FD-04: Remote Sensing with Reflected Global Navigation Satellite System (GNSS-R) Signals

James L Garrison, Adriano Camps, and Estel Cardellach

Sunday, July 26
08:30 - 17:30


"Although originally designed for navigation, signals from the Global navigation satellite system (GNSS), ie., GPS, GLONASS, Galileo and COMPASS, reflect off of the Earth and ocean surface, where the effects of rough surface scattering change their properties. Several methods have been developed for inverting these effects to retrieve geophysical data, including ocean surface roughness (winds) and soil moisture. GNSS reflectometry (GNSS-R) methods enable the use of a small, passive, instruments, that can be deployed with significant cost savings, as compared to radiometers or scatterometers, on small satellites, light aircraft, and UAV’s.

Extensive sets of airborne GNSS-R measurements have been collected over the past 15 years, during multiple experimental campaigns, including penetration of hurricanes with winds up to 60 m/s and flights over agricultural fields with calibrated soil moisture measurements. Fixed, tower-based, GNSS-R experiments have been conducted to make measurements of sea state, sea level, ice and snow, soil moisture, as well as inter-comparisons with microwave radiometry. Early research sets of satellite-based GNSS-R data were collected by the UK-DMC satellite, launched in 2003. Tech Demo Sat-1, launched in July 2014 will carry the SGR-ReSI instrument to demonstrate GNSS-R remote sensing from orbit. The CYGNSS Earth System Science mission, an 8-satellite constellation funded by NASA for launch in 2016 will also carry the SGR-ReSI to observe tropical storm development with high spatial and temporal resolution. ESA has concluded a Phase A study of the Passive Reflectometry and Interferometry System In-Orbit Demonstration (PARIS-IOD) project. GEROS-ISS, the GNSS ReEflectometry, Radio-Occultation and Scatterometry experiment aboard the International Space Station, is another ESA experiment to demonstrate the altimetric performances of GNSS-R (with secondary goals on scatterometry, land applications, and experimental radio-occultations) presently in Phase-A studies, with a launch planned for 2019. ³Cat-2 is a micro satellite built with 6 cubesat units (30 cm x 20 cm), developed at the Universitat Politècnica de Catalunya Barcelona Tech (UPC), Spain, using the PYCARO GNSS-R receiver, which will test semi-codeless techniques in reflected data, as well as dual-polarimetric GNSS-R reflectometry. The launch of this satellite is funded by a European Commission project (E-GEM) and is expected to take place by 2015.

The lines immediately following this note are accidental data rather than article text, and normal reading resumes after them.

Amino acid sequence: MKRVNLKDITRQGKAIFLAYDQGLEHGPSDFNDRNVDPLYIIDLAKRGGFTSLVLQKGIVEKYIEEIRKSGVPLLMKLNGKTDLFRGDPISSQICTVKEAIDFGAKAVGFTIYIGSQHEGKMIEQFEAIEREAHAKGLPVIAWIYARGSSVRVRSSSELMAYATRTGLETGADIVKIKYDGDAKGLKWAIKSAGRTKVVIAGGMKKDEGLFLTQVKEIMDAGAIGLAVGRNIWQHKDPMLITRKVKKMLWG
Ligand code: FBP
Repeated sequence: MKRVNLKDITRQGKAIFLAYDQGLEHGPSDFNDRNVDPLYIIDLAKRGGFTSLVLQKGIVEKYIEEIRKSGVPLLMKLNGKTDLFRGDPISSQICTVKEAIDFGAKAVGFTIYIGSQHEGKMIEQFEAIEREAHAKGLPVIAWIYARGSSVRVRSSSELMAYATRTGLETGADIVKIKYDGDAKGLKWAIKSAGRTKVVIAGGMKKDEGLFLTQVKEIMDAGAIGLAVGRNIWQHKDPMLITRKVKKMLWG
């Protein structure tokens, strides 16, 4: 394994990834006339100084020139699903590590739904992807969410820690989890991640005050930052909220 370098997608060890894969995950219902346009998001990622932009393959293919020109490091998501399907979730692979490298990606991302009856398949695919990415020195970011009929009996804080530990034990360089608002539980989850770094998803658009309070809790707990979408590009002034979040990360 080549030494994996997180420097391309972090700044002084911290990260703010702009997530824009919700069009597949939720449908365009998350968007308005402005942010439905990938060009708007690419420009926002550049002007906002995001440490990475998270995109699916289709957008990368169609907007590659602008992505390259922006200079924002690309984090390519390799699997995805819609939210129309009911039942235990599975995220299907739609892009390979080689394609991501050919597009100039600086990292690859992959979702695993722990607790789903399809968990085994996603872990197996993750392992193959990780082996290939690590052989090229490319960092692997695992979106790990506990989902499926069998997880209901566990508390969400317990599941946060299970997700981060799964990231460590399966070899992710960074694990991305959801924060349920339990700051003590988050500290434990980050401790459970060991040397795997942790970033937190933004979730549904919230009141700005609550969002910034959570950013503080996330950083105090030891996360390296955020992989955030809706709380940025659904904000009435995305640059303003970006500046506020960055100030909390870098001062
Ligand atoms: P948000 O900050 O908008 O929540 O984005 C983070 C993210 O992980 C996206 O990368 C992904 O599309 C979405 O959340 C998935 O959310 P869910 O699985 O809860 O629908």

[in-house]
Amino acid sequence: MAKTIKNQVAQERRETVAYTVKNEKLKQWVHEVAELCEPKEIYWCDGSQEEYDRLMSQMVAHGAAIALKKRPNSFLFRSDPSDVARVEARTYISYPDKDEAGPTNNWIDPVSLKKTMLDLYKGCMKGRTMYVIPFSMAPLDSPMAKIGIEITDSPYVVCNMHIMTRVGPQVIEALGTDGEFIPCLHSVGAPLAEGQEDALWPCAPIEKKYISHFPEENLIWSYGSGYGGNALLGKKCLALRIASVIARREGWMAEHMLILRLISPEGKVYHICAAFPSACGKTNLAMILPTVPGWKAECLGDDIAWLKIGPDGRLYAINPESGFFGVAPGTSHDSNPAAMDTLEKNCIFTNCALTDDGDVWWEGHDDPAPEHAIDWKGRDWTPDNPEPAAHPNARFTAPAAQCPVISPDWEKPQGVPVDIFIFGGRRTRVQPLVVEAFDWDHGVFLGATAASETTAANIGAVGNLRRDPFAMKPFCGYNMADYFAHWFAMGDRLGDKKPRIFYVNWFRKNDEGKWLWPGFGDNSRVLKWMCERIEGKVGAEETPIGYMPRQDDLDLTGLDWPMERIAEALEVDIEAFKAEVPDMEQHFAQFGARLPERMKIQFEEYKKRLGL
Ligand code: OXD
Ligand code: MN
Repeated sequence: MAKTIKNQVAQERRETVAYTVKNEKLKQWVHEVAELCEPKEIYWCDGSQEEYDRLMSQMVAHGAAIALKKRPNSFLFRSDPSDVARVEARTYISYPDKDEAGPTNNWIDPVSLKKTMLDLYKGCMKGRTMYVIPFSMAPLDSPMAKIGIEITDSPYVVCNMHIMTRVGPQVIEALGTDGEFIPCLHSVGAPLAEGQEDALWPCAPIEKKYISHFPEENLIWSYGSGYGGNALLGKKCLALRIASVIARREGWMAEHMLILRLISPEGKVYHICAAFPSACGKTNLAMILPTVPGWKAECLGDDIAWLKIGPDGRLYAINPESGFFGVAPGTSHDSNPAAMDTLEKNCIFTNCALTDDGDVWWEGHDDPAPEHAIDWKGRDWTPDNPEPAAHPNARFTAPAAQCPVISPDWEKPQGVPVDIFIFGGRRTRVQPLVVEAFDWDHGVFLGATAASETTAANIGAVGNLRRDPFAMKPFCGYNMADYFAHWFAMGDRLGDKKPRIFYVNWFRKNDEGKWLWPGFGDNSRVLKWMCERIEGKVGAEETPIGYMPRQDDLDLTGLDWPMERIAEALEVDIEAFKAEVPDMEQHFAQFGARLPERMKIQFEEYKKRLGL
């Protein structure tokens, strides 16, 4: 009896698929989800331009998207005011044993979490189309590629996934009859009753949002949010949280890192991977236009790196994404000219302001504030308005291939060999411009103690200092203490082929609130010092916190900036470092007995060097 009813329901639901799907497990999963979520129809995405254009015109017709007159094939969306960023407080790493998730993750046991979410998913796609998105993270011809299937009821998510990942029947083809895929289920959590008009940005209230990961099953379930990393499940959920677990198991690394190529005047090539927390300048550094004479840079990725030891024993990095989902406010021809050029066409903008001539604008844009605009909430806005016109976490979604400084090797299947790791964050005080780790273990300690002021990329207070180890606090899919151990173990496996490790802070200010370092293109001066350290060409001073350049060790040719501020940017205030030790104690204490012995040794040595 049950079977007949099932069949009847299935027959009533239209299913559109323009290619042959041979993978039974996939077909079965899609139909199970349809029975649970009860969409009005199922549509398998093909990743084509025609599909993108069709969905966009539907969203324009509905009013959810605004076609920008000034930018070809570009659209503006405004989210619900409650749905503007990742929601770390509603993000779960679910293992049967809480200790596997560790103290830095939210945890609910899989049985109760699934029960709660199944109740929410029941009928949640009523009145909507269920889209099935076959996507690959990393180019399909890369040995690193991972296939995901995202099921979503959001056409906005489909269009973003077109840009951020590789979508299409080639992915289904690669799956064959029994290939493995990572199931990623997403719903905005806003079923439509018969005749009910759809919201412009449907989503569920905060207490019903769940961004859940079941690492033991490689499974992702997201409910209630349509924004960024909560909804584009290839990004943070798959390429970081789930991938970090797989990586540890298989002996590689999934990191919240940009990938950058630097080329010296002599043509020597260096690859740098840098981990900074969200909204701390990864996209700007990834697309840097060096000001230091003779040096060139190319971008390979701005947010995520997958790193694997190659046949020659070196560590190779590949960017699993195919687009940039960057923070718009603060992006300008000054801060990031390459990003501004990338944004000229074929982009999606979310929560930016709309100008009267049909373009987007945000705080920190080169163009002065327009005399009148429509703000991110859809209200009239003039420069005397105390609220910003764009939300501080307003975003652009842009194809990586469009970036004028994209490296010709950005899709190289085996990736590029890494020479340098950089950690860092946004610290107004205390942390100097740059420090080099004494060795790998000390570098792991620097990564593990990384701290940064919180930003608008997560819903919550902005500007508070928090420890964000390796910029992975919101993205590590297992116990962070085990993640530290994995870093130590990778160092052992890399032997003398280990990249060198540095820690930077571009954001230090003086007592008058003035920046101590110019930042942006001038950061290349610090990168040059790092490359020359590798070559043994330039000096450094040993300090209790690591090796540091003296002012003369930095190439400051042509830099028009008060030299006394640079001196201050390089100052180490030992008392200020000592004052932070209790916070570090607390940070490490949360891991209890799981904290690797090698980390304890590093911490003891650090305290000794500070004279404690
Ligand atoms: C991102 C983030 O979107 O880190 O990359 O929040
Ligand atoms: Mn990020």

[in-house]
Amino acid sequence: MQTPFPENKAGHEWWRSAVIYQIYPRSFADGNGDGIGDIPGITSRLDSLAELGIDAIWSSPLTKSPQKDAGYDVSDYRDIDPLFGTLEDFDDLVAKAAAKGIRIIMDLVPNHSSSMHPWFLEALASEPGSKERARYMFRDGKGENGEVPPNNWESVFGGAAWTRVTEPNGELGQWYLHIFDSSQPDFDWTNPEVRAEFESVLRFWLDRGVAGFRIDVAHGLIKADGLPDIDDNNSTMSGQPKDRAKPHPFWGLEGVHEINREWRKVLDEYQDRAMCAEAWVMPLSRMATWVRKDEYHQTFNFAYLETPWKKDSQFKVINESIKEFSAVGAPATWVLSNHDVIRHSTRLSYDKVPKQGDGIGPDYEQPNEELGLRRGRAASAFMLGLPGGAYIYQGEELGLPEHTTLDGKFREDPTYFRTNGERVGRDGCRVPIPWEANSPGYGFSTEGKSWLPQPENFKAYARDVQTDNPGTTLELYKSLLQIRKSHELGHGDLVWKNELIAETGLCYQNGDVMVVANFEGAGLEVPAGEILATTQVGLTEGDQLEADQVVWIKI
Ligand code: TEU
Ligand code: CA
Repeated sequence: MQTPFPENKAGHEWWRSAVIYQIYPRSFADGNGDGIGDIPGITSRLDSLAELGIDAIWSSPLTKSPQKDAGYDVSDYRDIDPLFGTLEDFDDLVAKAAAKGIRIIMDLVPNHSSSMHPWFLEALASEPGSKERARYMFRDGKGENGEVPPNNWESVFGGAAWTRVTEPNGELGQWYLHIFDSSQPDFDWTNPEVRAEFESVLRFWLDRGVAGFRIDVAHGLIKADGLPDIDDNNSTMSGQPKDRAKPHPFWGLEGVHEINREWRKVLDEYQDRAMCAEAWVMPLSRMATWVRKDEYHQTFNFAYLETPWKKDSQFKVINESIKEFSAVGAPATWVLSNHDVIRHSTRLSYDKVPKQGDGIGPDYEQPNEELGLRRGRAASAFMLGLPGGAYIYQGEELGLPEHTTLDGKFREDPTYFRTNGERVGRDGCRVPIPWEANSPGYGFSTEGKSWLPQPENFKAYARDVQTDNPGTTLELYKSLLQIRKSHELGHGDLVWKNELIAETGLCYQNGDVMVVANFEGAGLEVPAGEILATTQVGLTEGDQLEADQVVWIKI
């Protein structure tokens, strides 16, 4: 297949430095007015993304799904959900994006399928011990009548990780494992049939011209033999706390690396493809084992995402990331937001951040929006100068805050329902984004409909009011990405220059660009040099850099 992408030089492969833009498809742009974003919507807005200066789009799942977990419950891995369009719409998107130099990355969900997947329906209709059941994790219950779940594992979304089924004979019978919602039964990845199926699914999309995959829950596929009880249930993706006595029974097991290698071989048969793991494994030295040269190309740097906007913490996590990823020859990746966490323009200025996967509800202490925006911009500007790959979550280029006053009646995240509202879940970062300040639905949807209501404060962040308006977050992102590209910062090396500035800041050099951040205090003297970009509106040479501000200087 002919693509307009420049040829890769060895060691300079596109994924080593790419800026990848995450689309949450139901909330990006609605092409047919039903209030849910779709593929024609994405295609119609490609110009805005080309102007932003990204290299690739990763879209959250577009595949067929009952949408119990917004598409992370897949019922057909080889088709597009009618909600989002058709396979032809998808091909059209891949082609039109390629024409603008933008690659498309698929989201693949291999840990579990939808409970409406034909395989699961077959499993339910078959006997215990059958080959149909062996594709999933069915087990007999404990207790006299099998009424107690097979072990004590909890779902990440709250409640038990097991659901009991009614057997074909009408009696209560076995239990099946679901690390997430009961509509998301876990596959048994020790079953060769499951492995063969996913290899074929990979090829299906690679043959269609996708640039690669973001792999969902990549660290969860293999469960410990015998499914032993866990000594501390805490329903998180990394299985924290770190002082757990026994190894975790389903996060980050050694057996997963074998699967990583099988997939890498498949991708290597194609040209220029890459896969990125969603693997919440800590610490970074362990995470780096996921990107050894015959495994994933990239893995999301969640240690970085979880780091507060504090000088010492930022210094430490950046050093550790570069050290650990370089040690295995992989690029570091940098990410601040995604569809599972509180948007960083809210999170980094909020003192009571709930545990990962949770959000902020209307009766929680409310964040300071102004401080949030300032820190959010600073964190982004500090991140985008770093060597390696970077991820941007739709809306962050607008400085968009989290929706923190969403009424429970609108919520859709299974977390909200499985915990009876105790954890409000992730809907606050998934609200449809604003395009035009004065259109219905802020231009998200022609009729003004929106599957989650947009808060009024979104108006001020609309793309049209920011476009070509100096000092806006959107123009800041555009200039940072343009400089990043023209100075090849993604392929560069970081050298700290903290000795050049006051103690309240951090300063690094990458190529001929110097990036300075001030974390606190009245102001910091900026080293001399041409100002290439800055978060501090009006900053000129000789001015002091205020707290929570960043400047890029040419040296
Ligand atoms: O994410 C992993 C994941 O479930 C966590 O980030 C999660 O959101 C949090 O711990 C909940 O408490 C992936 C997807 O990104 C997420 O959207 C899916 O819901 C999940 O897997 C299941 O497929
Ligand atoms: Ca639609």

With the launch of these satellite missions, the availability of spaceborne GNSS-R data, and the development of new applications from these measurements, is expected to increase significantly.

This all-day tutorial will summarize the current state of the art in physical modeling, signal processing and application of GNSS-R measurements from fixed, airborne and satellite-based platforms.

    An outline of the tutorial follows:
  • Introduction to the GNSS signal structure: Correlation properties of PRN codes; BPSK and BOC modulation;
  • Models for the reflected GNSS (GNSS-R) signal: Geometric optics-based models for rough surface scattering, their limitations, and current attempts to improve upon them. Geometry of the bistatic radar problem. Second-order moments of the reflected signal waveform as a stochastic process.
  • Geophysical model functions: Ocean height spectrum models (Elfouhaily), and the generation of filtered mean square slope. Models for the slope statistics (e.g. Cox and Munk) and reduction of these models to account for the L-band wavelength of GNSS-R signals. Surface reflection coefficients on land and water, and the relationship to soil moisture and ocean salinity.
  • Retrieval of geophysical data through inversion of scattering models. Direct inversion of scattering models, to estimate surface roughness from delay-Doppler waveform measurements. Non-linear least squares approaches and their sensitivity. Recent results on full-PDF retrievals. Faster computational methods, including series approximations, waveform peak tracking, and matched filters.
  • Power calibration of the reflected signal.